Bagels, New York City

3 Reviews

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  • Everything bagle
    Everything bagle
    by ZiOOlek
  • Damrosch Park, Lincoln Center
    Damrosch Park, Lincoln Center
    by feline01
  • ZiOOlek's Profile Photo

    NYC's bagles

    by ZiOOlek Written Apr 17, 2007

    3.5 out of 5 starsHelpfulness

    Bagles are really popular in New York City. You may buy them almost on every street. They are different than, for example, in Polish Krakow. Hard to say which one are more tasty.:)

    Did you know that bagles are orginally Jewish? The bagel is a bread product traditionally made of yeasted wheat dough in the form of a roughly hand-sized ring which is boiled in water and then baked. Bagels are often topped with seeds baked onto the outer crust with the most traditional being poppy or sesame seeds. The New York bagel contains salt and malt and is boiled prior to baking in a standard oven.

    Everything bagle

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  • TRimer's Profile Photo

    Bagels, bagels, bagels

    by TRimer Written Dec 31, 2003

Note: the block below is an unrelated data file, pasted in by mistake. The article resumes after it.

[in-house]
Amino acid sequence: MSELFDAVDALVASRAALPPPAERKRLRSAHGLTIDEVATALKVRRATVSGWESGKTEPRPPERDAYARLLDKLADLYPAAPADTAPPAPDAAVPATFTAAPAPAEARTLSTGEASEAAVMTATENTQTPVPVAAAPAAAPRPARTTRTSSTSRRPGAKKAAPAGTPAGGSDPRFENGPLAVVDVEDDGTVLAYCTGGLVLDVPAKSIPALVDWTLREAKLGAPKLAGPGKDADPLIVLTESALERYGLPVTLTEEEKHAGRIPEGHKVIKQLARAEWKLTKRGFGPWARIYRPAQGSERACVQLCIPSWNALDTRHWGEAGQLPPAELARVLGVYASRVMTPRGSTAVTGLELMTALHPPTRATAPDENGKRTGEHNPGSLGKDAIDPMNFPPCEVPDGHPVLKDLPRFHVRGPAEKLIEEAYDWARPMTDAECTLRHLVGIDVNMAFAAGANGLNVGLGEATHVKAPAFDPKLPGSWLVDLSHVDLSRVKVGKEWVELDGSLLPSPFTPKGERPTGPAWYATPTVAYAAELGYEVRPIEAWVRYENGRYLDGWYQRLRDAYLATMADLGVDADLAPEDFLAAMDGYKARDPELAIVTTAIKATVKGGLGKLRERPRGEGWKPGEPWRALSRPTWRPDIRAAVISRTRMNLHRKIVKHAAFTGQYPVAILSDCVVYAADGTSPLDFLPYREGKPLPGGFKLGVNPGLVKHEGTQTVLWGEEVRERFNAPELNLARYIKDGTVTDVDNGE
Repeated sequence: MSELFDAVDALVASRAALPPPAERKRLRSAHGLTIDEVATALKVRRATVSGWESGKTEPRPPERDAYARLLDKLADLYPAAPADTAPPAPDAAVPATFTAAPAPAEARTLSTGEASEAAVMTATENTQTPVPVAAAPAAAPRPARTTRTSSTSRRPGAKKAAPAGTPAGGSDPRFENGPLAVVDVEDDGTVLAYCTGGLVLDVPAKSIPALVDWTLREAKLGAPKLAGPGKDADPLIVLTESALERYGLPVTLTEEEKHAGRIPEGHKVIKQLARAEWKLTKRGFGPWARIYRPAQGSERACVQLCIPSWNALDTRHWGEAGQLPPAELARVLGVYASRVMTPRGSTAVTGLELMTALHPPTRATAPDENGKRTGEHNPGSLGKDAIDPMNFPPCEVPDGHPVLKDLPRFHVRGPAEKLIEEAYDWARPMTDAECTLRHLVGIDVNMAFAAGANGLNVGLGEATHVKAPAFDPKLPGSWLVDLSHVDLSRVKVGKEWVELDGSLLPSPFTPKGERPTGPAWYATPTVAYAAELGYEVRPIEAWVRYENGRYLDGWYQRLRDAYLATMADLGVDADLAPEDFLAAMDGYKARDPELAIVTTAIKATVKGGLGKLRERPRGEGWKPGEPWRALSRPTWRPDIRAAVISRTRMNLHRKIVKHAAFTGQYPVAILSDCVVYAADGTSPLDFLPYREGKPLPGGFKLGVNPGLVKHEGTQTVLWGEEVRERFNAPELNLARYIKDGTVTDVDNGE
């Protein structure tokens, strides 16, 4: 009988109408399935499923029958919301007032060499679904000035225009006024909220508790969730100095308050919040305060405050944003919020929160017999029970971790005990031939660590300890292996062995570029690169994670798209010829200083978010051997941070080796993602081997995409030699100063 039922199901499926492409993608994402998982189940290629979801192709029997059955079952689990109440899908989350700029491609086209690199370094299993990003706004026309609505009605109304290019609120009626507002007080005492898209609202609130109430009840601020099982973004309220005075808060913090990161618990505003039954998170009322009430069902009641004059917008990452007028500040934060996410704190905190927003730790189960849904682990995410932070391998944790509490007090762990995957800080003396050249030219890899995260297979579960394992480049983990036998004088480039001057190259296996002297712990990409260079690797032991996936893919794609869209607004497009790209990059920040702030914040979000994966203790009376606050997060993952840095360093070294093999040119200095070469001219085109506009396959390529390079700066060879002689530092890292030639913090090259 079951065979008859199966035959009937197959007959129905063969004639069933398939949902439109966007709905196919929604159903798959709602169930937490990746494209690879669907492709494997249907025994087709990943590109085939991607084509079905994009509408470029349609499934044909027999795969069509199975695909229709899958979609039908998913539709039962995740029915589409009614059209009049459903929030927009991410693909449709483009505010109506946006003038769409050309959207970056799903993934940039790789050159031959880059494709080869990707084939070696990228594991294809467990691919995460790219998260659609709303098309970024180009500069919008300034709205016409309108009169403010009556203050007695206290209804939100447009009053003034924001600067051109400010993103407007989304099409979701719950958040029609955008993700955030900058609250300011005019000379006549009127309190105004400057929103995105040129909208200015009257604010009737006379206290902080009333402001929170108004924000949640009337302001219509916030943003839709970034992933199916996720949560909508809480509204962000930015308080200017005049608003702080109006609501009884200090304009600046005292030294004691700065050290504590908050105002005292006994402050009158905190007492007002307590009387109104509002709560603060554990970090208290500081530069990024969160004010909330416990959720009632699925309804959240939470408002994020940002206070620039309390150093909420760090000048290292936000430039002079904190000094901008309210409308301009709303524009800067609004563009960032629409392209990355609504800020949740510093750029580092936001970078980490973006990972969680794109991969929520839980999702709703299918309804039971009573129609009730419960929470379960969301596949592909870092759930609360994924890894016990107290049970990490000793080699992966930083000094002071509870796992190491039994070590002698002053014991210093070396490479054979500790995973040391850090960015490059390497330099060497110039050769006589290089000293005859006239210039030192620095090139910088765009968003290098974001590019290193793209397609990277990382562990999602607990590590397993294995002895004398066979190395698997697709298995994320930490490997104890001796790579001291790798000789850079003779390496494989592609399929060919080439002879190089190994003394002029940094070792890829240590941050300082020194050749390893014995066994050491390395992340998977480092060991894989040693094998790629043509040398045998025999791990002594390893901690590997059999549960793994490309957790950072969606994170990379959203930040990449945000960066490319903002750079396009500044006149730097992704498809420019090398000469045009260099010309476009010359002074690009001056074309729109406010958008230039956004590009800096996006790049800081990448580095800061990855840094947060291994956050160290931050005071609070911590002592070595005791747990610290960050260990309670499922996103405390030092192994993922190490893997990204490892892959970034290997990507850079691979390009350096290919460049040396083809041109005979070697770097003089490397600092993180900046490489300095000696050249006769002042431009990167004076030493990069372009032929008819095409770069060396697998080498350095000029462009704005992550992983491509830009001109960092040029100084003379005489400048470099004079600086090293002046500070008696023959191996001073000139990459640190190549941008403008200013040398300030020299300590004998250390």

2.5 out of 5 starsHelpfulness

    According to legend the first bagels rolled into the world in 1683 when a Viennese baker wanted to pay tribute to Jan Sobieski, the King of Poland. King Jan had just saved the people of Austria from an onslaught of Turkish invaders. The King was a great horseman, and the baker decided to shape the yeast dough into an uneven circle resembling a stirrup (or 'beugal'). (Other German variations of the word are: 'beigel', meaning 'ring', and 'bugel', meaning bracelet.)

    Bagels in New York are just better than elsewhere. Some say it is the water. Unlike in other parts of the country, there is no need for chocolate chip or asiago cheese flavoring. It is all in the bread. And please, choose cream cheese and not butter.

    Related to:
    • Family Travel

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  • feline01's Profile Photo

    Take a break.

    by feline01 Written Jul 25, 2003

    3.5 out of 5 starsHelpfulness

    NYC is chaotic, loud, busy, often stinky and can be very overwhelming. Take a break during the day to relax in the many small pocket parks located throughout the city. Not only do you get a break from the chaos, you see how real New Yorkers spend their time, chugging a cup of coffee while talking on the cell phone and chomping on a bagel. Seriously, these parks are hidden all over the city. Some are a bit larger like Thompson Square Park in the East Village and have playgrounds and restroom facilities. Some are very small, just a few seats with some trees. Some have fountains and sculptures like the small park off of Broadway and 63rd Street. And others like Damrosch Park, tucked behind Lincoln Center, are just a shady oasis away from the city streets.

    Damrosch Park, Lincoln Center

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